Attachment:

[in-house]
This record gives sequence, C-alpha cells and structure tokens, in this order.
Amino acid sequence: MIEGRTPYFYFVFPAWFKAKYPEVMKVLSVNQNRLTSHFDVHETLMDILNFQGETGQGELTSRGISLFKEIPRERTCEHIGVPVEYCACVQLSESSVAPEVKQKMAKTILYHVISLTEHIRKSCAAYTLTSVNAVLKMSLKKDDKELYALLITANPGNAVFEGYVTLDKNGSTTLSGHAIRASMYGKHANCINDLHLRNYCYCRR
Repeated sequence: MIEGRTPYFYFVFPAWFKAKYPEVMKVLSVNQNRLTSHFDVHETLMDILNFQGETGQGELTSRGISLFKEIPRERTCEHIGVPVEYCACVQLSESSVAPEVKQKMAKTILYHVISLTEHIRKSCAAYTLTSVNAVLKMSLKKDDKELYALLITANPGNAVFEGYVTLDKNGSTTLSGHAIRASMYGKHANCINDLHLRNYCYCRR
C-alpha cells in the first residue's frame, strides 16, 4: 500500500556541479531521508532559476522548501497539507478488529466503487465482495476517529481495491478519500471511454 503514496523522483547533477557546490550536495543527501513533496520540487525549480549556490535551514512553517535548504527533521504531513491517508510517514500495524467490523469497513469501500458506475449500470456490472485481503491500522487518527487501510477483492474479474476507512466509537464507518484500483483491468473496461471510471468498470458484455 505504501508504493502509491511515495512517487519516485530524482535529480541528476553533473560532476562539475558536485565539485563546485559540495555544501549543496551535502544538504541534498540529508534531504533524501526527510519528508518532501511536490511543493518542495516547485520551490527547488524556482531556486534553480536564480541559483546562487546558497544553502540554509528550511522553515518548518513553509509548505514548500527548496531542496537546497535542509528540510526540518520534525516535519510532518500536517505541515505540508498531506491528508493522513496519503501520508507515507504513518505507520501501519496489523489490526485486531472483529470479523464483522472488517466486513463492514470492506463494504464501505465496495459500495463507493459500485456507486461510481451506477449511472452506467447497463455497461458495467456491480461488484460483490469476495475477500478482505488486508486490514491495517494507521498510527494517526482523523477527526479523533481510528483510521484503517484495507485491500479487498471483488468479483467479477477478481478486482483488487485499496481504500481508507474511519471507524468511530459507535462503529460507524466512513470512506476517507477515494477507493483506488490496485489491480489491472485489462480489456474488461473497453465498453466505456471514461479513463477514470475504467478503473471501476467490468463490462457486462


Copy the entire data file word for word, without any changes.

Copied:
[in-house]
This record gives sequence, C-alpha cells and structure tokens, in this order.
Amino acid sequence: MIEGRTPYFYFVFPAWFKAKYPEVMKVLSVNQNRLTSHFDVHETLMDILNFQGETGQGELTSRGISLFKEIPRERTCEHIGVPVEYCACVQLSESSVAPEVKQKMAKTILYHVISLTEHIRKSCAAYTLTSVNAVLKMSLKKDDKELYALLITANPGNAVFEGYVTLDKNGSTTLSGHAIRASMYGKHANCINDLHLRNYCYCRR
Repeated sequence: MIEGRTPYFYFVFPAWFKAKYPEVMKVLSVNQNRLTSHFDVHETLMDILNFQGETGQGELTSRGISLFKEIPRERTCEHIGVPVEYCACVQLSESSVAPEVKQKMAKTILYHVISLTEHIRKSCAAYTLTSVNAVLKMSLKKDDKELYALLITANPGNAVFEGYVTLDKNGSTTLSGHAIRASMYGKHANCINDLHLRNYCYCRR
C-alpha cells in the first residue's frame, strides 16, 4: 500500500556541479531521508532559476522548501497539507478488529466503487465482495476517529481495491478519500471511454 503514496523522483547533477557546490550536495543527501513533496520540487525549480549556490535551514512553517535548504527533521504531513491517508510517514500495524467490523469497513469501500458506475449500470456490472485481503491500522487518527487501510477483492474479474476507512466509537464507518484500483483491468473496461471510471468498470458484455 505504501508504493502509491511515495512517487519516485530524482535529480541528476553533473560532476562539475558536485565539485563546485559540495555544501549543496551535502544538504541534498540529508534531504533524501526527510519528508518532501511536490511543493518542495516547485520551490527547488524556482531556486534553480536564480541559483546562487546558497544553502540554509528550511522553515518548518513553509509548505514548500527548496531542496537546497535542509528540510526540518520534525516535519510532518500536517505541515505540508498531506491528508493522513496519503501520508507515507504513518505507520501501519496489523489490526485486531472483529470479523464483522472488517466486513463492514470492506463494504464501505465496495459500495463507493459500485456507486461510481451506477449511472452506467447497463455497461458495467456491480461488484460483490469476495475477500478482505488486508486490514491495517494507521498510527494517526482523523477527526479523533481510528483510521484503517484495507485491500479487498471483488468479483467479477477478481478486482483488487485499496481504500481508507474511519471507524468511530459507535462503529460507524466512513470512506476517507477515494477507493483506488490496485489491480489491472485489462480489456474488461473497453465498453466505456471514461479513463477514470475504467478503473471501476467490468463490462457486462